Friday, April 08, 2005

Poem: Julia de Burgos's "To Julia de Burgos"

Ever since I first read this poem years ago, it has been one of my all-time favorites. It's by a woman considered Puerto Rico's greatest female, Julia de Burgos (1914-1953). A native of Carolina, PR, she later lived in New York City. Her feminism, use of irony and self-conciousness approaches to lyric poetry prefigure subsequent generations of female poets across the Americas. And Burgos also wrote a number of famous poems about her African heritage, including "Ay, ay, ay de la grifa negra."
Julia de Burgos
The poem below, however, is something else, an astringent, movingly truthful autocritique of the divided self, that is redolent, in Spanish-language poetic tradition, of such pieces as Jorge Luis Borges's "Borges and I" and Jaime Gil de Biedma's "Contra Jaime Gil de Biedma." (The translation is by the poet Jack Agüeros, and is one of the best I've seen.)


TO JULIA DE BURGOS

by Julia de Burgos

Already the people murmur that I am your enemy
because they say that in verse I give the world your me.

They lie, Julia de Burgos. They lie, Julia de Burgos.
Who rises in my verses is not your voice. It is my voice
because you are the dressing and the essence is me;
and the most profound abyss is spread between us.

You are the cold doll of social lies,
and me, the virile starburst of the human truth.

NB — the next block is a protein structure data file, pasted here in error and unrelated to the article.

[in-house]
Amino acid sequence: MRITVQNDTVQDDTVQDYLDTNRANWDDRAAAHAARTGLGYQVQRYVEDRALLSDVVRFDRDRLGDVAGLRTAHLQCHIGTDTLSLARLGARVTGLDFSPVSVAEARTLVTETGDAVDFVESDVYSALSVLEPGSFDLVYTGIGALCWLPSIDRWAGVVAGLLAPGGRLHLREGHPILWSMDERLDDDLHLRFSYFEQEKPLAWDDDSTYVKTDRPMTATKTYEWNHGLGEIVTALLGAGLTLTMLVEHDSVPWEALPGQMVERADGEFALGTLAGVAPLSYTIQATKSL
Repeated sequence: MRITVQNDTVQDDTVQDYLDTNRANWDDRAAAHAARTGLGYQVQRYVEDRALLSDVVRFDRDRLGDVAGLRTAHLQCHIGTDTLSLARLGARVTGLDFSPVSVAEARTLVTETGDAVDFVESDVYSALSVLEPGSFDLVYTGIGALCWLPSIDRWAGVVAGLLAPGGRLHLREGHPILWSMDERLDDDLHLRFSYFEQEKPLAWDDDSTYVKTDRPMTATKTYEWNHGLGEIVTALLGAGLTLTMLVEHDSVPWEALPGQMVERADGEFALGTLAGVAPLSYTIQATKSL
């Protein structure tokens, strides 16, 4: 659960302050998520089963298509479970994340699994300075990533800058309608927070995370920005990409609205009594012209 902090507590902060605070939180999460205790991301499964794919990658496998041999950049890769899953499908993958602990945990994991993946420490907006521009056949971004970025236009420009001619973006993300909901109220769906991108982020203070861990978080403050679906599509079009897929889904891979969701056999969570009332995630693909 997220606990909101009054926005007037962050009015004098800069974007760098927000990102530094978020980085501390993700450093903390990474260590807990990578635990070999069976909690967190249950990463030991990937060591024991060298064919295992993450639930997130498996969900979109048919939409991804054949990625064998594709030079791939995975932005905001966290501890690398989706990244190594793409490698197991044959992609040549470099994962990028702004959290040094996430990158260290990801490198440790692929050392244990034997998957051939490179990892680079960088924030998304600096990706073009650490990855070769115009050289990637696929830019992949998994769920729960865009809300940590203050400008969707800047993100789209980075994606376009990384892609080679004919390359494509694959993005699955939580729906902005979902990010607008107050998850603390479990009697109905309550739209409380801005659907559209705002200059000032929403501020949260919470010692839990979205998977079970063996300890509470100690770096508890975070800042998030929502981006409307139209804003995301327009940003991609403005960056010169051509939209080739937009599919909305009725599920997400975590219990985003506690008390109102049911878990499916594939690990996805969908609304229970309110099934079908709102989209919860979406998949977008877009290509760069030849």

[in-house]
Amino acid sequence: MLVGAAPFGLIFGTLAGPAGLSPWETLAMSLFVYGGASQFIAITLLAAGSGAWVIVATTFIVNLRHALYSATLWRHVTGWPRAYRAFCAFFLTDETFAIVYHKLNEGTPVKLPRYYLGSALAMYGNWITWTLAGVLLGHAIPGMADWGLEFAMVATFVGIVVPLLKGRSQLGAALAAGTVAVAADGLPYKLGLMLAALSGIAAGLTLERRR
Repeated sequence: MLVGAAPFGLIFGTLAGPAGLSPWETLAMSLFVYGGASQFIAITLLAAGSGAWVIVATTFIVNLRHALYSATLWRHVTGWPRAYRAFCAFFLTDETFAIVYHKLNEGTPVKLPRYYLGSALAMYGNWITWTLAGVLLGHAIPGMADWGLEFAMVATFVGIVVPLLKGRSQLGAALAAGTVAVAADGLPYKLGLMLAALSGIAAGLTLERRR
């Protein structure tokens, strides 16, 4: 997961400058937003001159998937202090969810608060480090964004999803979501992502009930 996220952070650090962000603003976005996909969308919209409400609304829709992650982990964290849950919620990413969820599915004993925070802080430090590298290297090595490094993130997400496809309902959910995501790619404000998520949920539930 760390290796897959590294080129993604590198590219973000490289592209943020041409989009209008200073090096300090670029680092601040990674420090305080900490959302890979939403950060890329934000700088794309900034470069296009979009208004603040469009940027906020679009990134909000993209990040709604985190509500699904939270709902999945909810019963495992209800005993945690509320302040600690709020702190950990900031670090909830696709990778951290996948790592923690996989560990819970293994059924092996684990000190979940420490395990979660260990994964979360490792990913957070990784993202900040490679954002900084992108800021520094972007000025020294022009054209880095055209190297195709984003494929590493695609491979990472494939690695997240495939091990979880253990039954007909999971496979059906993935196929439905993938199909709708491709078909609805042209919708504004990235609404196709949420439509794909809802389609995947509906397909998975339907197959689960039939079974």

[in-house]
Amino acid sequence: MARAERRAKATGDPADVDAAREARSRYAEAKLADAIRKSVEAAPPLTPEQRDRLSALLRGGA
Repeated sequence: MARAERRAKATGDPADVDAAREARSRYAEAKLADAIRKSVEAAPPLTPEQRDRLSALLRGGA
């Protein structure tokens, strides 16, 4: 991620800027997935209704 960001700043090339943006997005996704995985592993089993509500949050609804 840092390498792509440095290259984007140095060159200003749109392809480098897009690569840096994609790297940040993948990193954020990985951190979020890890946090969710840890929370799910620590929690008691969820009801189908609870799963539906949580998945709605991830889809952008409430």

You, honey of courtesan hypocrisies; not me;
in all my poems I undress my heart.

You are like your world, selfish; not me
who gambles everything betting on what I am.

You are only the ponderous lady very lady;
not me; I am life, strength, woman.

You belong to your husband, your master; not me;
I belong to nobody, or all, because to all, to all
I give myself in my clean feeling and in my thought.

You curl your hair and paint yourself; not me;
the wind curls my hair, the sun paints me.

You are a housewife, resigned, submissive,
tied to the prejudices of men; not me;
unbridled, I am a runaway Rocinante
snorting horizons of God's justice.

You in yourself have no say; everyone governs you;
your husband, your parents, your family,
the priest, the dressmaker, the theatre, the dance hall,
the auto, the fine furnishings, the feast, champagne,
heaven and hell, and the social, "what will they say."

Not in me, in me only my heart governs,
only my thought; who governs in me is me.
You, flower of aristocracy; and me, flower of the people.
You in you have everything and you owe it to everyone,
while me, my nothing I owe to nobody.

You nailed to the static ancestral dividend,
and me, a one in the numerical social divider,
we are the duel to death who fatally approaches.

When the multitudes run rioting
leaving behind ashes of burned injustices,
and with the torch of the seven virtues,
the multitudes run after the seven sins,
against you and against everything unjust and inhuman,
I will be in their midst with the torch in my hand.

Copyright (c) 2005, Julia de Burgos. All rights reserved.
Translation (c) 2005, Jack Agüeros.

2 comments:

  1. I love this poem too! I am studying it in my spanish class right now.

    ReplyDelete
  2. its beautiful... she expresses the hidden wants of a woman so well!

    ReplyDelete